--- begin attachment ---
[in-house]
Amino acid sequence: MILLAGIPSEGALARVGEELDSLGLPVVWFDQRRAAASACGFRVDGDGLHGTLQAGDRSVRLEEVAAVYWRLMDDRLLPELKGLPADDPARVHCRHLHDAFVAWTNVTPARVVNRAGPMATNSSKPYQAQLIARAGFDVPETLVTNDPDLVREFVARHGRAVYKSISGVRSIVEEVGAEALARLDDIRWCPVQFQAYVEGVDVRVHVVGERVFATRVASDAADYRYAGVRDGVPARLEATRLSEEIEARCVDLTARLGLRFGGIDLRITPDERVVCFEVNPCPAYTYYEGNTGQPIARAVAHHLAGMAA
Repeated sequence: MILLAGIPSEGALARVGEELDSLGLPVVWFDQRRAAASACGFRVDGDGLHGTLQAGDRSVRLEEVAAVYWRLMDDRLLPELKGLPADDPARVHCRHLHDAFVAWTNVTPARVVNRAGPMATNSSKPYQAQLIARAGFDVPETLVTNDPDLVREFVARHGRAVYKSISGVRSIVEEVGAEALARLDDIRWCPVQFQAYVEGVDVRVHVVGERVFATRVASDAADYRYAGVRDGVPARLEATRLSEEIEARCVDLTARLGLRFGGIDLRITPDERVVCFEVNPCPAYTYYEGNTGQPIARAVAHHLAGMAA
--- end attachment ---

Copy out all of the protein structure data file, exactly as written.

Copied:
[in-house]
Amino acid sequence: MILLAGIPSEGALARVGEELDSLGLPVVWFDQRRAAASACGFRVDGDGLHGTLQAGDRSVRLEEVAAVYWRLMDDRLLPELKGLPADDPARVHCRHLHDAFVAWTNVTPARVVNRAGPMATNSSKPYQAQLIARAGFDVPETLVTNDPDLVREFVARHGRAVYKSISGVRSIVEEVGAEALARLDDIRWCPVQFQAYVEGVDVRVHVVGERVFATRVASDAADYRYAGVRDGVPARLEATRLSEEIEARCVDLTARLGLRFGGIDLRITPDERVVCFEVNPCPAYTYYEGNTGQPIARAVAHHLAGMAA
Repeated sequence: MILLAGIPSEGALARVGEELDSLGLPVVWFDQRRAAASACGFRVDGDGLHGTLQAGDRSVRLEEVAAVYWRLMDDRLLPELKGLPADDPARVHCRHLHDAFVAWTNVTPARVVNRAGPMATNSSKPYQAQLIARAGFDVPETLVTNDPDLVREFVARHGRAVYKSISGVRSIVEEVGAEALARLDDIRWCPVQFQAYVEGVDVRVHVVGERVFATRVASDAADYRYAGVRDGVPARLEATRLSEEIEARCVDLTARLGLRFGGIDLRITPDERVVCFEVNPCPAYTYYEGNTGQPIARAVAHHLAGMAA